Student finds success on and off campus with DJ company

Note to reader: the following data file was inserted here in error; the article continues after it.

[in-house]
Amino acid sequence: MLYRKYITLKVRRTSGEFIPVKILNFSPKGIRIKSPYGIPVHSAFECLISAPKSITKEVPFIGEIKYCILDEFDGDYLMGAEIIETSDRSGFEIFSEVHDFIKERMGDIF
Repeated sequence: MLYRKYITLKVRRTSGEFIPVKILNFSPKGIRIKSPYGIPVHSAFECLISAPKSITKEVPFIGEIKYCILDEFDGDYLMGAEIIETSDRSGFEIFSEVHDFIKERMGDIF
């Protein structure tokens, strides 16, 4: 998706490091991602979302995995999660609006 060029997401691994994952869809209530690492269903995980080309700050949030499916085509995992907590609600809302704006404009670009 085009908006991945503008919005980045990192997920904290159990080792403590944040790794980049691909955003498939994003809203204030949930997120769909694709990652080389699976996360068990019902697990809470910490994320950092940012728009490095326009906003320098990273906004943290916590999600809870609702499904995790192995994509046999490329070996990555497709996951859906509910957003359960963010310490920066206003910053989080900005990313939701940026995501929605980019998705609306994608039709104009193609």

first_imgWith blasting beats and mashed-up mixes, senior Walker Anderson’s High Velocity Professional DJ Services has become a major performer in South Bend at events ranging from dorm dances to weddings. Anderson said he began the service three years ago based on experience jockeying in high school. The student-owned business now averages two shows each weekend, he said. “Once I got to college, I went to a few dances and I was like hey, I could do this,” he said. Anderson said he made detailed business plans the summer after his freshman year, and started the company in the fall of 2009. “I had to do the research on things like taxes, business law, client interaction, how to sell things, marketing strategy, everything associated with running a business,” he said. “It’s largely been self-taught.” The company became profitable just months after its opening and earned back Anderson’s investments in legal fees and other start-up costs, he said. “It was probably halfway through the first semester that … it’s paid for itself over and over again,” Anderson said. “The numbers speak for themselves in terms of growth and our potential.” Anderson hired a manager and three DJs after High Velocity gained more momentum, he said. The company is composed of all Notre Dame students and now does multiple shows every week. “At first it was me, and then once I got going I was able to acquire more equipment, which meant I could send out more than one crew at one time,” he said. The role of student employees servicing their peer’s needs is key, Anderson said. “My business model is for students, by students,” he said. “My three goals are to be more affordable, more professional and more personal” Anderson said he offers clients shows with top-quality equipment at a low cost. He also offers special rates for charity events. “I’ve gone out and done price comparisons with what’s available in the area and then cut it,” he said. “It’s our way of giving back to the community that’s let us grow” Notre Dame’s tight-knit community offers Anderson’s company an advantage in marketing, he said. “We have a client focus because at the end of the day, the best advertising is word of mouth,” Anderson said. “It’s easy to grow fast at Notre Dame. “ The aerospace engineering major is able to balance his business and academic responsibilities, since the nature of his business does not conflict with his class schedule. “It’s tightened my schedule at some points because I do like to meet with my clients beforehand, especially with wedding clients,” he said. “Other than that … the work is limited largely to the weekends, so it impacts more of my social life than academic life.” Anderson said for those considering a start-up of their own, careful planning helps turn ideas into successful businesses. “Reach out to people who know about this stuff and don’t be afraid to ask questions,” he said. “You just have to break it down into steps.” Anderson said his experience with High Velocity helped him secure a job in technical consulting in Atlanta after graduation. “This experience has helped me get my job and it’s going to help my manager and DJ’s build their portfolios,” he said. “Not only do they get to showcase their talent, but they get to learn about client interaction.” Anderson said he plans to continue running the company from Atlanta, with the help of members of his staff remaining on campus. “The reason I didn’t sell it is because I knew no student could afford buying the company up front, and I didn’t want to sell it to a non-student who didn’t have that connection with Notre Dame,” he said. Anderson said he is thankful for the chance to run his business at Notre Dame. “It’s been an awesome ride. It started off as an idea and it’s been a very rewarding experience,” he said. “We have the Notre Dame, Saint Mary’s, and Holy Cross to thank for continued support.”last_img

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